Right at the end, you'll add in the spinach or escarole along with the stracciatella.
What Is Stracciatella?
If you've been to Italy, you've eaten gelato. Every gelato shop has a stracciatella flavor which to Americans is like chocolate chip. While stracciatella soup inspired the creation of the gelato, it doesn't have chocolate in it. It's more of a chicken soup with a swirl of eggy Parmesan right before serving. The egg cooks in the broth with little cheesy strands strewn through the soup. It's magical and adds an amazing flavor layer.
Does Italian wedding soup freeze well?
Yes! There are a couple of ways to do it:
- make the meatballs ahead of time, freeze them separately and make the broth the day you plan to serve.
- make the whole soup—pasta and all—and freeze it.
I prefer the first because the pasta doesn't get as soft
For a crowd: A lighter alternative to my Completely Steak Chili, especially if you have guests who choose not to eat red meat. Fun for your Super Bowl party!
For a few: Freeze half of the meatballs for another meal.
Make ahead: Perfect to make ahead up to two days. The soup can also be frozen. If you make extra meatballs, freeze them separately. Then you'll always be ready to have soup.
Made this recipe?
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Italian Wedding Soup
For the soup base:
For the Meatballs
- ½ lb ground chicken
- ½ lb ground Italian sausage, w/o fennel if possible. See note below
- ¾ cup Romano Cheese, grated and divided
- 1 tablespoon parsley, minced
- 1 egg, lightly whisked
- 2 slices white or wheat bread, broken into small pieces
- 2 tsp salt
- 1 teaspoon ground black pepper
- ¼ cup warm water
FIRST STEP || WITH A FOOD PROCESSOR:
- Place 2 quarters of the onion, the celery, carrots, basil, and garlic in the bowl of a food processor and pulse for about 15 seconds until the contents are minced. Set aside and continue to the second step.
FIRST STEP || WITHOUT A FOOD PROCESSOR:
- Mince the onions, celery, carrots, and garlic. Place in medium bowl.
- Stack the basil leaves one on top of each other and roll into a long cylinder. Using a sharp knife, thinly slice the roll. Add to other minced veggies. Set aside and continue to the second step.
SECOND STEP || Make the Meatballs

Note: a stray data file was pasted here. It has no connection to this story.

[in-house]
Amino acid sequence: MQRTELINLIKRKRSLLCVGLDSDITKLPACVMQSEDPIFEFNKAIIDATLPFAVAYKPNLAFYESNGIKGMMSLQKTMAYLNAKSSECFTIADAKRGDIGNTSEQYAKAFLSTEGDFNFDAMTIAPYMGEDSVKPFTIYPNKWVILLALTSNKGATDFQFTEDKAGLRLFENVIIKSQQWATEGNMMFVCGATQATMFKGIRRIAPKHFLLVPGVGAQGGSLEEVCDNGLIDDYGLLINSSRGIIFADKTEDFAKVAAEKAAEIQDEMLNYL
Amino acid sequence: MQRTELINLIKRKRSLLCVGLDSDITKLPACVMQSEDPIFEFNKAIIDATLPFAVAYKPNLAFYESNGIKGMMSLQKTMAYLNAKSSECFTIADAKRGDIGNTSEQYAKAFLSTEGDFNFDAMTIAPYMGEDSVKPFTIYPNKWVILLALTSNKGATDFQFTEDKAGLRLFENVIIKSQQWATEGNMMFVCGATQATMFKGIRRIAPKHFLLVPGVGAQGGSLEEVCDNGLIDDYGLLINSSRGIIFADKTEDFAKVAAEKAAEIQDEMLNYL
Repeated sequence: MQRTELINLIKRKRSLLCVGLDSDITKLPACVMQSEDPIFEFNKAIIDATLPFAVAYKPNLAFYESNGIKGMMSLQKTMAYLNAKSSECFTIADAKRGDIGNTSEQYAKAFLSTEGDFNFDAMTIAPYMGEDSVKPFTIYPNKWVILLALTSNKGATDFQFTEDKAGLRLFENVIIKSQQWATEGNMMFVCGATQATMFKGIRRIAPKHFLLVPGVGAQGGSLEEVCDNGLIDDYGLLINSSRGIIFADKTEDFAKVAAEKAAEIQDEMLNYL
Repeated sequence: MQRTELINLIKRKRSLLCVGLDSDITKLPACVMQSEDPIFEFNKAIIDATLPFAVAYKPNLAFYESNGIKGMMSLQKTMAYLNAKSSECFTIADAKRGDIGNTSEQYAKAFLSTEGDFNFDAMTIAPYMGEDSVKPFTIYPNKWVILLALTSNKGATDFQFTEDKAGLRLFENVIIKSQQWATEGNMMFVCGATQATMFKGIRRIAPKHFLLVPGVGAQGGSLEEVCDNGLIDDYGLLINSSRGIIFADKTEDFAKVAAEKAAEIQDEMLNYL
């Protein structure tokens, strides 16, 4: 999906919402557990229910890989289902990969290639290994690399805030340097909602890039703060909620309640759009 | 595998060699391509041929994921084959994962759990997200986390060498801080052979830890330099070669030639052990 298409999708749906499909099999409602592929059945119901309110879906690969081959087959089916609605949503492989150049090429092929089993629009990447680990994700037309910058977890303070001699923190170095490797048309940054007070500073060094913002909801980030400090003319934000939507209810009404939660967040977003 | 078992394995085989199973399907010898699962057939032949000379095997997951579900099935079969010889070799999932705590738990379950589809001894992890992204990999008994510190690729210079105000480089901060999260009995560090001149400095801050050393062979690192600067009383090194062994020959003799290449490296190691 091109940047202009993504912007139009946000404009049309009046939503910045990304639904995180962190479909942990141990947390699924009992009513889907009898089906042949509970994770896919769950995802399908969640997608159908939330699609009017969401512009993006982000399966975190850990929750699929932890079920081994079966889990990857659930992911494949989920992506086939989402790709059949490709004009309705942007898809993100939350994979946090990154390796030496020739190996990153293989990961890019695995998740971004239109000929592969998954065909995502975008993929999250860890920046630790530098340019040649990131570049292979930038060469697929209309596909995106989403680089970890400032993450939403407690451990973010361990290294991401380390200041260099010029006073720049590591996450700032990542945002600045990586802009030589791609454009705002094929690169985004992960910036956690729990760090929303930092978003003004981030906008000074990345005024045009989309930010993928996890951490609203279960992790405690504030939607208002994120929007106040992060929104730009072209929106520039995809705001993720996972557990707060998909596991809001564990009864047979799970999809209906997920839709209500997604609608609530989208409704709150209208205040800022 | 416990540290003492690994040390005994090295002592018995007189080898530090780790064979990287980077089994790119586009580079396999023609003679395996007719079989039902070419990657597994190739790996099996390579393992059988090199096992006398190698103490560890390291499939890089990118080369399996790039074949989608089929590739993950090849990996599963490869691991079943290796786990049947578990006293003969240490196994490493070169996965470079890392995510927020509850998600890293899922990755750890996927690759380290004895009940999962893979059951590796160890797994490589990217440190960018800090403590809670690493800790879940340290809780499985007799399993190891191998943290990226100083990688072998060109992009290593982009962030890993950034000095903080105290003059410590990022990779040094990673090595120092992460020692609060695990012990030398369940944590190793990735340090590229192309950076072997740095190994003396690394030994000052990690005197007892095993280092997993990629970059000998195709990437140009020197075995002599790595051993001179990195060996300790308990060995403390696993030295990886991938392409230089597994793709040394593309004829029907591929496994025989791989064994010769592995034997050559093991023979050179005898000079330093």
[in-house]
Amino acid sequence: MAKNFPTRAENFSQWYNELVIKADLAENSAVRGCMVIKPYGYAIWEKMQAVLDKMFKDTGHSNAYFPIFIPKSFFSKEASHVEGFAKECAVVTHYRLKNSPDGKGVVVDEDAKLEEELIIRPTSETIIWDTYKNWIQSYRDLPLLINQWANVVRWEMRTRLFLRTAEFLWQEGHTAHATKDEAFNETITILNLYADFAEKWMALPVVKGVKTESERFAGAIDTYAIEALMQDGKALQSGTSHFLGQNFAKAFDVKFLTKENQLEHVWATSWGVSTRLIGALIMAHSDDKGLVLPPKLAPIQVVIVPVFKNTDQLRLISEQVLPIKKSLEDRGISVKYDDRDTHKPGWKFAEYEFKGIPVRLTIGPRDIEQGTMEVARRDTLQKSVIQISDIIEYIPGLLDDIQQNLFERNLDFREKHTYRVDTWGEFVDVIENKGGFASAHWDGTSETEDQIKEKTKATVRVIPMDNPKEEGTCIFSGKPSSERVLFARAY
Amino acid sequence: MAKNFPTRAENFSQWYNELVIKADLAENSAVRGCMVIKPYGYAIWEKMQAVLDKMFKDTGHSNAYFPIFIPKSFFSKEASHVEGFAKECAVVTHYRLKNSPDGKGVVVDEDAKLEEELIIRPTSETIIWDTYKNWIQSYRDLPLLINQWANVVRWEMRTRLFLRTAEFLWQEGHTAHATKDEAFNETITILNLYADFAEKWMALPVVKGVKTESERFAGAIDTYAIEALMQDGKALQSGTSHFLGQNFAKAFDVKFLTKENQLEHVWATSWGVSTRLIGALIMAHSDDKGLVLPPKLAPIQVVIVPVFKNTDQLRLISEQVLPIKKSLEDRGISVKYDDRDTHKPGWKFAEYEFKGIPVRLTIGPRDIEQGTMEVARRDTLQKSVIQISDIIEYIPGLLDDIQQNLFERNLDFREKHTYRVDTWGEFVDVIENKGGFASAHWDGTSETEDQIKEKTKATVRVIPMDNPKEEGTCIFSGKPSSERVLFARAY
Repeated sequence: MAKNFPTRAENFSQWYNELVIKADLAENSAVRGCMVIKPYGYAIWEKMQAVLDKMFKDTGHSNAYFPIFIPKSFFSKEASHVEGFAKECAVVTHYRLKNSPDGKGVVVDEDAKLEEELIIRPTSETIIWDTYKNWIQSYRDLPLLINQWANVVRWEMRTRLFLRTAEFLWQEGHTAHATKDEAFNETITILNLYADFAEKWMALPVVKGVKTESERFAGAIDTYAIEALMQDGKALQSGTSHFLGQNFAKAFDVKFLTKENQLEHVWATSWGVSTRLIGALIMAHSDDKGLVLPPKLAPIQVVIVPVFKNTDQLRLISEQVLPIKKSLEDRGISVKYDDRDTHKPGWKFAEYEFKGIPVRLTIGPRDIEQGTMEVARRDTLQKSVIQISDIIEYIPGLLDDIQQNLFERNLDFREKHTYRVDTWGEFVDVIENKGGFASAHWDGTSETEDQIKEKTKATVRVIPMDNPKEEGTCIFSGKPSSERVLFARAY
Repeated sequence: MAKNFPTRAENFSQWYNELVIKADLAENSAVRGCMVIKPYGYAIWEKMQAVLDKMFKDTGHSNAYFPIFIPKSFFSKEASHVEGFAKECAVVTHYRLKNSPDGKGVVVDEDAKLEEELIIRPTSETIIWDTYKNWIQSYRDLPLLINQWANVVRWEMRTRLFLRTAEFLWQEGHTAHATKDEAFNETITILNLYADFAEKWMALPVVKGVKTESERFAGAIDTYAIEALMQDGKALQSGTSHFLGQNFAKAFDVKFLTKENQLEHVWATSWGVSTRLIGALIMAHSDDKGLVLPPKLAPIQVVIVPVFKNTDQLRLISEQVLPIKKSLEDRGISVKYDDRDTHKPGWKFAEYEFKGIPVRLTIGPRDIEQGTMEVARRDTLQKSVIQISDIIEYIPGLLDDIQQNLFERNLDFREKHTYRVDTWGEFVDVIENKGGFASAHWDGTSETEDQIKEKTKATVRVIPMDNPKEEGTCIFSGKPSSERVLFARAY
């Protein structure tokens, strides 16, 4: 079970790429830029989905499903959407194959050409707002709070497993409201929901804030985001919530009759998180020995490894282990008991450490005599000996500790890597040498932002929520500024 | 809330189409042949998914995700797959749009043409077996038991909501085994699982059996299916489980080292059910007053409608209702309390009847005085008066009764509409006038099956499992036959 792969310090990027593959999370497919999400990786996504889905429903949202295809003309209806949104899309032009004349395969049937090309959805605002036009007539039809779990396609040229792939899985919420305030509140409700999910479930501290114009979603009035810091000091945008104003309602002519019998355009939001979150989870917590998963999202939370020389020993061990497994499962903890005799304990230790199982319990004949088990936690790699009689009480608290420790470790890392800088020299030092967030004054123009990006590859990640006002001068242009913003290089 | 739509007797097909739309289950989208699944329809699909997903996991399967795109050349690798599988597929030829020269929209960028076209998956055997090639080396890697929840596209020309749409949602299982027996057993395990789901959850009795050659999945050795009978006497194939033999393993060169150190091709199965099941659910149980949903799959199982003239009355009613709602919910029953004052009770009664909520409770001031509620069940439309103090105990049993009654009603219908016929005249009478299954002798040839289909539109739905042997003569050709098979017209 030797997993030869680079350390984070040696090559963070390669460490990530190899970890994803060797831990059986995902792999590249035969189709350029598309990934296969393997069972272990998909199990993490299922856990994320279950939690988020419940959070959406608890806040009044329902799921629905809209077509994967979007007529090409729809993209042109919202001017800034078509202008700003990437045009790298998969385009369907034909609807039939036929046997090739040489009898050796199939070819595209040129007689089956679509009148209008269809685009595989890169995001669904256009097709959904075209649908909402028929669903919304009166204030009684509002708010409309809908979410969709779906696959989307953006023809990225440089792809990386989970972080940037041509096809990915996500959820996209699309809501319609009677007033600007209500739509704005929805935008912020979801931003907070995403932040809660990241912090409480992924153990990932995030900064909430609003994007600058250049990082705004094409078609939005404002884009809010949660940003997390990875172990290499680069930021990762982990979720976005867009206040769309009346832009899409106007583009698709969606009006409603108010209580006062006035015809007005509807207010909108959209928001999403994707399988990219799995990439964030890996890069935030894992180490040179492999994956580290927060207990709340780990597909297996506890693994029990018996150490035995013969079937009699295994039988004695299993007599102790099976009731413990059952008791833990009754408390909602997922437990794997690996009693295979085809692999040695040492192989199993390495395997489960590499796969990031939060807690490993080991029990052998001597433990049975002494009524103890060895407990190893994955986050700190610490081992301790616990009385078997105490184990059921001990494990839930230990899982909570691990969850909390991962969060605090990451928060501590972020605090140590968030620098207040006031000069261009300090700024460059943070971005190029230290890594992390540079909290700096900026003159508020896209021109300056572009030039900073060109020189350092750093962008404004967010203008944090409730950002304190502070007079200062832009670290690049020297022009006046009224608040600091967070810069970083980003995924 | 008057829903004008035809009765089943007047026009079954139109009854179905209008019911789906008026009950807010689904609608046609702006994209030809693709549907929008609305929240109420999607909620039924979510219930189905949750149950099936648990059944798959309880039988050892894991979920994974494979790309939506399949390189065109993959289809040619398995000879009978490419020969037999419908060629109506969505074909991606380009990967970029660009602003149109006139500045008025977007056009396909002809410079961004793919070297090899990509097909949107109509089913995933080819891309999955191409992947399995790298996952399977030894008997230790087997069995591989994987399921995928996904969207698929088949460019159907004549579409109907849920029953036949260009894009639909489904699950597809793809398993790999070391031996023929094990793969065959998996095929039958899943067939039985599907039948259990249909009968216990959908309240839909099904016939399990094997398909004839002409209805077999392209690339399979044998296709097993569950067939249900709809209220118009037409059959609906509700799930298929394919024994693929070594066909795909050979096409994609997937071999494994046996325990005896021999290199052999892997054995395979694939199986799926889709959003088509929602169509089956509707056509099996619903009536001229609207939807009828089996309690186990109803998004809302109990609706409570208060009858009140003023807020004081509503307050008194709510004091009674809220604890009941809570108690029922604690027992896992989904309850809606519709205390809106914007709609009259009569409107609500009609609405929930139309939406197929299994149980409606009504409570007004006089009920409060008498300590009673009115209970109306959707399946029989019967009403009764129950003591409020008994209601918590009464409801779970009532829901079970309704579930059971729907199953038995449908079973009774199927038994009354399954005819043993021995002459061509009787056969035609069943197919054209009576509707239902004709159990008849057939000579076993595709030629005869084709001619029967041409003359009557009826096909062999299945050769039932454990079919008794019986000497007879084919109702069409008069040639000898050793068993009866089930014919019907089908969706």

- Using your hands, lightly combine all the meatball ingredients including ½ cup of Romano except the water in a large bowl until well mixed. Don't overmix it. Add the water and using your hands again, gently incorporate it.
- Put a little water in a small cup or bowl. Using a teaspoon or small scoop, make small meatballs scooping with one hand and placing in the fingertips of the other hand, lightly shaping the ball. Dip fingers into the water bowl in between making each meatball. Place meatballs on a lightly sprayed or parchment-lined baking sheet.
- Meanwhile, bring 2 cups of the chicken stock to a low boil in a medium saucepan. Keep on a low simmer.
- After all the meatballs are made, gently place them in the simmering broth and cook for 5 minutes. You might have to do this in batches. [See notes below for making extra or making ahead]
- Through a fine mesh strainer, strain the meatball poaching liquid and add it to the other pan with the other broth.
STEP THREE || Make the Soup
- Heat the olive oil in a large stockpot. Add the veggies from step one and saute over medium heat for approximately 5 minutes.
- Add the remaining stock to the stockpot along with salt and pepper. Bring to a low boil.
- Add the pasta to the pot and cook for 5 minutes. Then, add the meatballs and strained poaching liquid along with the spinach or escarole. Cook until the pasta is al dente, about 5 minutes more.
- Meanwhile, in a small bowl, add the remaining ¼ cup of Romano to the 2 eggs and whisk lightly together. Right before serving, take the handle of a wooden spoon and swirl the soup while slowly pouring the egg and cheese mixture into the pot.
- Squeeze some lemon in just before serving and sprinkle some grated romano on top. Adjust seasoning with salt and pepper, if needed.
- Acini di pepe pasta is a small round rice-like pasta typically used in Italian wedding soup.
- If you can't find Italian sausage without fennel, you can substitute plain ground pork for the sausage or use 100% ground chicken. I would add a little drizzle of olive oil to compensate for the loss of fat. Per the post, you can also use ground beef (85%).
- Gluten-free /dairy free options: use gluten free breadcrumbs or bread. And omit the cheese from the meatballs and finishing of the soup.
About Lori Murphy
Lori has over 30 years in the food industry as a marketing strategist, culinary instructor and chef for three kids with discerning palates. As the chief content creator at Josie + Nina, Lori is dedicated to helping home cooks create food memories through fresh ingredients and Italian flavors.